• Once you’ve done your search, notice that the results tend to fall into a few categories: national general job sites, national specialist job sites and local general job sites. (Remember that the job sites appearing in the results aren’t in any way endorsed by the search engine; they’re simply results that an algorithm has generated from your search terms.)

Step 2: Assess the usability of potential job sites

99% of search engine users only look at the first page of results. Review page one of your results. Click on each result and ensure the site you’re taken to is advertising jobs similar to yours.

Hone in on likely potential sites. Jobseekers will look for job sites that are easy to use so you need to test potential sites to see if this is the case. Looking at each one, go through the following checklist:

  • Was it easy to find relevant jobs?
  • Are there “friction points” on the site such as complex application and registration procedures that might cause jobseekers to get frustrated and leave?
  • Does the site contain material that might distract jobseekers from finding and applying for jobs such as “other people applied to” boxes or adverts for training courses or CV reviews?
  • Most jobseekers look for jobs on their phones and tablets, so visit the site on your mobile device. Are there problems such as intrusive banners or overlays that make it hard to navigate? Is there an easy way for visitors to upload their CVs such as through Dropbox?

Step 3: Review the types of advert being offered

Now consider what kinds of adverts are on offer. Sites tend to offer three main kinds of advert, each with their own advantages and disadvantages:

Duration-based adverts

  • These last for a fixed period, often 28 days. They’re the basic type of advert and are often very good value. A duration-based advert placed on several sites will frequently get you a good amount of applicants.
  • Duration-based adverts are usually “refreshed” every week to make them look new. This should happen as part of your package.
  • One downside of duration-based adverts is that the volume of responses tends to drop off after around four days as newer advertisements rank higher in search engines.
  • Also, you’re not usually able to make changes to adverts once they’re up. This is to stop firms who regularly hire from using the same advert to find recruits for several roles. If that might apply to you, then slot-based adverts could be a good alternative.  

Slot-based adverts

  • These are great if you need to hire all the time. You buy a number of slots covering a certain time period that you can use to advertise as many jobs as you like.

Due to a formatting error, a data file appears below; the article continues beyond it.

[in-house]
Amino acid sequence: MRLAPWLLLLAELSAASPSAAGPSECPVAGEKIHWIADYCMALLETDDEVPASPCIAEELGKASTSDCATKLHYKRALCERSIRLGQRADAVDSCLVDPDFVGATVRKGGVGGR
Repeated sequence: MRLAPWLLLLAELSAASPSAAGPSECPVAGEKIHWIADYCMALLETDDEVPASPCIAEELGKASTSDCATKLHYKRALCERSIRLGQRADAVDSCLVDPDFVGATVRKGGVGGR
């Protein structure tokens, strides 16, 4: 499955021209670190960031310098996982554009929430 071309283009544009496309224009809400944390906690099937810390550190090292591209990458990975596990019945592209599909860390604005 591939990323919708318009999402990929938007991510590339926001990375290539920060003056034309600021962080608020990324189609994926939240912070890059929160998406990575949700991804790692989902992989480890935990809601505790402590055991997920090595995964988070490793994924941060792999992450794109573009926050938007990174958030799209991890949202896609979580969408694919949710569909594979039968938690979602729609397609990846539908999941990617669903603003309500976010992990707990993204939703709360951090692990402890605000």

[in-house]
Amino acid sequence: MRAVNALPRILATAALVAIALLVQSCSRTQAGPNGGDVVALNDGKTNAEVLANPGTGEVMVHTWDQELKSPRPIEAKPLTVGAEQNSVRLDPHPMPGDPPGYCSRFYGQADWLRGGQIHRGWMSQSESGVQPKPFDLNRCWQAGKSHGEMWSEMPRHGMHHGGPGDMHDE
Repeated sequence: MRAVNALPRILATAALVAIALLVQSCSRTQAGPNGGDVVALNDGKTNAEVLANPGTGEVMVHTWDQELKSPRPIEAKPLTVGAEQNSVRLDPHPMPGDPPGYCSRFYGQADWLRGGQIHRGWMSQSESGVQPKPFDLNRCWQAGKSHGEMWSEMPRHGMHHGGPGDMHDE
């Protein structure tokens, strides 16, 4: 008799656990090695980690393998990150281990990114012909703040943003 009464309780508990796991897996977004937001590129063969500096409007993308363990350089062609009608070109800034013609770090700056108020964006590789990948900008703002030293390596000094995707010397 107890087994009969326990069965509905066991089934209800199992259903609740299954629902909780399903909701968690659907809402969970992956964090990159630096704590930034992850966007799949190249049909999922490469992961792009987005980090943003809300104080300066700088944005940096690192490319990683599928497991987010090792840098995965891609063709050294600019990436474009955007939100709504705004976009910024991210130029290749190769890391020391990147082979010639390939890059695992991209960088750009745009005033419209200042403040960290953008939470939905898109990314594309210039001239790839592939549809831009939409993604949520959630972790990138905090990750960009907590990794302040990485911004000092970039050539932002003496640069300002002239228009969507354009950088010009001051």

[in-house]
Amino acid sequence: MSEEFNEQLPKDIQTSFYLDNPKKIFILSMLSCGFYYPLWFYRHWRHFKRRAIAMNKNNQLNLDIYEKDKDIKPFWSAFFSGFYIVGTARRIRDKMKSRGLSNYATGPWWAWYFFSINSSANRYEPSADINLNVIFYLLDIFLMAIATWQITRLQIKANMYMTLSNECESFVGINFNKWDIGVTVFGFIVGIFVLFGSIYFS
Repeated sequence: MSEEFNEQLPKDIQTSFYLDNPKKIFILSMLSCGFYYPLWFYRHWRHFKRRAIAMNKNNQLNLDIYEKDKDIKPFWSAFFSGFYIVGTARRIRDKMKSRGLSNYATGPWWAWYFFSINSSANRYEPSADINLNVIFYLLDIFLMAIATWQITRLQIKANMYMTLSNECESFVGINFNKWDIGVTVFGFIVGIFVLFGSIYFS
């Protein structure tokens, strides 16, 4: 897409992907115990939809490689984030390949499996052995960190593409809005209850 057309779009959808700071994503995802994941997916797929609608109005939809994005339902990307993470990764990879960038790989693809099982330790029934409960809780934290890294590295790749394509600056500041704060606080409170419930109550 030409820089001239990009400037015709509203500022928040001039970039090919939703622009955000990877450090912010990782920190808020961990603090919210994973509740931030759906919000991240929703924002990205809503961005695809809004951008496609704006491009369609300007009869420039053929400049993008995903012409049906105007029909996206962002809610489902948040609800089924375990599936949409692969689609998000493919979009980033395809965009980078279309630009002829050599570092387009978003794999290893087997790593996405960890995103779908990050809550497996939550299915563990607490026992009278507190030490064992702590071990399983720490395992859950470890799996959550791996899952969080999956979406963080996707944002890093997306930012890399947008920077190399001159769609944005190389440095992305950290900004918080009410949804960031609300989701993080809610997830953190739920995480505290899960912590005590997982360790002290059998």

• As they give you more flexibility, slot-based adverts tend to be more expensive than duration-based adverts.
  • The downside of slot-based adverts is that employers sometimes end up with not enough slots to cover all the jobs they’re recruiting for, or the opposite problem of too few jobs to fill the slots they’ve paid for.

Performance-based adverts

These advertisements are charged according to a performance outcome, the main ones being:

  • Cost per view: paying when your advert is viewed in search results. In most cases, however, a view won’t necessarily lead to an application.
  • Cost per click: paying when your advert is clicked. Again, not all clicks will lead to an application.
  • Cost per quality application: paying when you receive a “quality” application, often defined as those that the employer doesn’t dismiss as unsuitable within a specified time. Few sites offer this as it’s hard to measure quality and if you don’t review and dismiss irrelevant applications promptly you may run up huge bills.
  • Cost per hire: this is rarely offered because after they’ve supplied an applicant, job sites have no influence over the rest of the recruitment process.

Performance-based adverts also have the following general problems:

  • Jobseekers use mobile devices, which creates more clicks and views but fewer actual applications!
  • More than 40% of job sites’ visitors may be bots rather than real people.
  • Overseas jobseekers can easily click and view advertisements and apply for jobs even if they’re unlikely to be able to take them up.
  • The cost of performance-based adverts can quickly stack up. Suppliers often offer daily or weekly budget caps but even with these, things can get expensive over time and it can be hard to work out what a particular budget will get you.